Can pulmonary hypertension cause pleural effusion?

Posted on Wed, 16 May 2018 in Hypertension and Heart Disease
Question: Hello,
I have a question about pleural effusion. I understand that there are many causes of this. I recently had a thoracic spine MRI for back pain that was normal; however, they noted a "tiny right-sided pleural effusion." Several years ago, around three, I had another thoracic MRI that was normal and again noted a "small right-sided pleural effusion." It seems odd that this would be noted twice and I'm curious what could cause a pleural effusion that doesn't leave. I have congenital heart disease (coarctation repaired twice in childhood, an unrepaired BAV, an unrepaired ASD, a subaortic membrane, and a sub-aortic membrane). At my last heart XXXXXXX (seven years ago), I had the very beginning stages of pulmonary hypertension (but I have no cardiac symptoms unless I'm at altitude). So, I'm guessing that probably plays a role in the pleural effusion. Otherwise, I am healthy, a non-smoker, and I feel perfectly fine (except for back pain that surrounds my co-arc scar which is why I had the MRI).
Answered by Dr. Ilir Sharka 1 hour later
Brief Answer:
I would explain as follows:

Detailed Answer:

Welcome back on HCM!

I passed carefully through your concern and would like to explain that you are right about etiology of pleural effusion: in fact there are several causes.

But considering your medical history, the most probable causes of your pleural effusion could be any of the following too:

- post-pericardiotomy syndrome, which is an inflammatory reaction following pericardiotomy during cardiac surgery (especially correction of congenital cardiac defects). It may be associated with pericardial fluid and not rarely with pleural effusion. It usually appears several weeks to months after cardiac surgery, but sometimes it may appear, relapse or persist many years after a surgical intervention.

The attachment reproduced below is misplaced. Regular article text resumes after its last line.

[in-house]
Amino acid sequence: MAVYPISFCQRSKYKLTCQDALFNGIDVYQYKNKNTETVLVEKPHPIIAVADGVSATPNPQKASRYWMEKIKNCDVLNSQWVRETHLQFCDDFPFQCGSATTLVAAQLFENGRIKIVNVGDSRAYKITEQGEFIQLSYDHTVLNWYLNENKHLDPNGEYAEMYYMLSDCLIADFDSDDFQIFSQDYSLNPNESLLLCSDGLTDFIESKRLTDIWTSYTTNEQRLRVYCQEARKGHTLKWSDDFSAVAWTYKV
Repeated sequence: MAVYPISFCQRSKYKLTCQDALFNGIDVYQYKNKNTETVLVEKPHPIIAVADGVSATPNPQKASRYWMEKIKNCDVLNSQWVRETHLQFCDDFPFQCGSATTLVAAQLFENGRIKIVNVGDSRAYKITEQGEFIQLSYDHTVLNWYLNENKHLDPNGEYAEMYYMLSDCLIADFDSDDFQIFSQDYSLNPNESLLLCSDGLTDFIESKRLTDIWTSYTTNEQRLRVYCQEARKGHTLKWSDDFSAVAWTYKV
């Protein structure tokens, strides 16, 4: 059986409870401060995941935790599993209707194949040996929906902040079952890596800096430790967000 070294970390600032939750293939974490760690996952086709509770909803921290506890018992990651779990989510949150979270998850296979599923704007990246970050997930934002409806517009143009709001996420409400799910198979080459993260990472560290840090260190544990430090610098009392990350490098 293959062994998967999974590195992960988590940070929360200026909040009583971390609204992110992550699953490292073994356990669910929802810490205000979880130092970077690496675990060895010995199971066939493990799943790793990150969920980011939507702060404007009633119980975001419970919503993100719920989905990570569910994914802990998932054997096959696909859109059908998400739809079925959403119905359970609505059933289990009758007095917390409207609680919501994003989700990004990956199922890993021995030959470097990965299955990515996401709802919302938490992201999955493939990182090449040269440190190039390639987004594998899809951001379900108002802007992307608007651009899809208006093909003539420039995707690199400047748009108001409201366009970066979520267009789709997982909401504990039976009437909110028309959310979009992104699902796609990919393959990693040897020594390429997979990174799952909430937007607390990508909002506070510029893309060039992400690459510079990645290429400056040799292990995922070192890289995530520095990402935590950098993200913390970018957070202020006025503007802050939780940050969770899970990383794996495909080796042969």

- right heart failure may be associated with systemic venous congestion and frequently fluid accumulation within the serosa. Pleural effusion is a common finding in this clinical scenario. So, it is frequent that after persistent pulmonary hypertension, a subsequent right heart dysfunction may appear and pleural effusion occurs.

It is necessary to perform a careful differential diagnosis workup in order to specify any of the above mentioned alternatives.

A new cardiac ultrasound and additional blood lab tests (liver and renal function tests, NT-pro BNP), a chest X ray or a lung ultrasound etc., should be performed in order to arrive to the right and exact conclusion.

This is my opinion and I hope to have been helpful to you!

If you could provide me with more additional available medical tests (cardiac ultrasound, etc.), I would be glad to give a more detailed professional opinion.

I remain at your disposal for any further questions, whenever you need!

Kind regards,

Dr. Iliri
Above answer was peer-reviewed by : Dr. Chakravarthy Mazumdar
Follow up: Dr. Ilir Sharka 24 minutes later
What's interesting is that my cardiac stuff does not pick up the effusion.

So, in 2015 I had an MRI that said there was a small pleural effusion in my right lung. I discussed this with my heart doctor who ordered an echo. She didn't see any effusion. Since then, I have had two other echos (I have them at least once a year), and 2 cardiac MRIs that have all been normal (at least normal for me - they didn't mention any effusion). I've also had several chest xrays, including one a few weeks back that was normal.